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Tributes pour in after Egypt's 'Doctor of the Poor' passes away aged 76 Open in fullscreen

The New Arab Staff

Tributes pour in after Egypt's 'Doctor of the Poor' passes away aged 76

Dr Mohammed Mashally in his office in Tanta [Twitter]

Date of publication: 29 July, 2020

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Social media was flooded with tributes to Mohammed Mashally, an Egyptian doctor who dedicated his career to providing free medical care for those who couldn't afford it.
Mohamed Mashally, an Egyptian doctor who dedicated his medical career to those who couldn't afford treatment, has died aged 76.

Tributes to Mashally, who became known as "Doctor of the Poor", flooded social media from across the globe, honouring his 50 years of medical service.

Mashally, born in the village of Dhahr al-Temsah, opened a medical clinic in the town of Tanta in 1975, providing free treatment and medicine for underprivileged patients.

Explaining the reason he dedicated his career to those who couldn't afford treatment, Mashally said that he had once treated a diabetic child, whose mother told him they couldn't afford both his insulin shot and food for the family.

The child set himself on fire on the roof of his home. After failing to save the boy, Mashally vowed to never charge for his services again.

Among the tributes to the doctor was a mural painted in Syria's Idlib province, of Mashally depicted as an angel. The image was posted by the Syrian National Coalition, the official body of opposition groups in Syria.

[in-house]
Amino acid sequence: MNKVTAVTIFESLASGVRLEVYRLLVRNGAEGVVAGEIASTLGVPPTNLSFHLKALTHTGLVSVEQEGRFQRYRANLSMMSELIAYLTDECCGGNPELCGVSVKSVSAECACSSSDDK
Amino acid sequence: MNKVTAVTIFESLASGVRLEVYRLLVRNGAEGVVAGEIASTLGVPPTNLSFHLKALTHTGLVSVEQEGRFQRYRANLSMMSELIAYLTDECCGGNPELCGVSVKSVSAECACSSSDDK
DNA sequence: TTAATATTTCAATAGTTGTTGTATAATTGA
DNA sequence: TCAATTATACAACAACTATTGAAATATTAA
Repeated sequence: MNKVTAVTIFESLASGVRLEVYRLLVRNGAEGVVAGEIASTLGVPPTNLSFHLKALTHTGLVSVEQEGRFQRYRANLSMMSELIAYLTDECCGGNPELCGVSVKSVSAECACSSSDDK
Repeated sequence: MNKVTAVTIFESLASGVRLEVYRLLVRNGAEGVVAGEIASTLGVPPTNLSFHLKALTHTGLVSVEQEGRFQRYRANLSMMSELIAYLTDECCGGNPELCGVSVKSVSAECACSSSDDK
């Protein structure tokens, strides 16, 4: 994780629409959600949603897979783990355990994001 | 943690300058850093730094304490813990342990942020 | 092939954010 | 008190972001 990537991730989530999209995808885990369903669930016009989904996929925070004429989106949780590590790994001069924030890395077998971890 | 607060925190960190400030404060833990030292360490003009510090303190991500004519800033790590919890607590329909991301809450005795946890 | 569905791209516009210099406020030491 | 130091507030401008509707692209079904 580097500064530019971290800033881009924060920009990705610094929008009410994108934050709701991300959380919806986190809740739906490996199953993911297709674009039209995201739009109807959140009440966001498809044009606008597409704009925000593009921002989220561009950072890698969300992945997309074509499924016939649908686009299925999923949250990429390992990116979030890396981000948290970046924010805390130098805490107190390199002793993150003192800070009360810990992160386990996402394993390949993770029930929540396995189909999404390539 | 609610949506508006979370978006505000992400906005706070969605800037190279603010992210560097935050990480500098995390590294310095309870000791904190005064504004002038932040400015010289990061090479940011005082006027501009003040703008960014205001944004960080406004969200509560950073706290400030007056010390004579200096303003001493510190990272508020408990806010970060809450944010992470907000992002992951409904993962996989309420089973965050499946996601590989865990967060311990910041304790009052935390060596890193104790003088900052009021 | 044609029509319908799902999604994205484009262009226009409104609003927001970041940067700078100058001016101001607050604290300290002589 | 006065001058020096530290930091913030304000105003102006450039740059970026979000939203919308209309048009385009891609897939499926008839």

Another colourful mural was painted in Muhammadiyah, near Casablanca, in Morocco.

Other Arab leaders, including the Ruler of Dubai, Sheikh Mohammed Bin Rashid Al-Maktoum, paid tribute to the doctor.

"Dr Mohammed Al Mashally of the dear Arab republic of Egypt… He was a maker of a different kind of hope," tweeted Al-Maktoum.

Many social media users posted fan art of the doctor, with one depicting him as the "Egyptian king".

Egyptian television presenter Wafaa Elkilany was among those who shared a video montage of Mashally working with patients and giving interviews.

Some Egyptians have called on Cairo's new metro station in Zamalek to be named after the doctor.

The issue has caused controversy in recent days, following an announcement that the station would be named Safaa Hegazi, after the little-known former head of the country's state television and radio broadcaster.

The government had said it wanted to name the station after a prominent woman who lived in the neighbourhood.

Millions of Egyptians suffer from poor health due to good food, medicine and suitable medical care being out of their reach.

Around a third of the population live in poverty, with conditions said to be worsening for ordinary Egyptians under President Abdel Fattah Al-Sisi, in part due to his drive to liberalise the economy.

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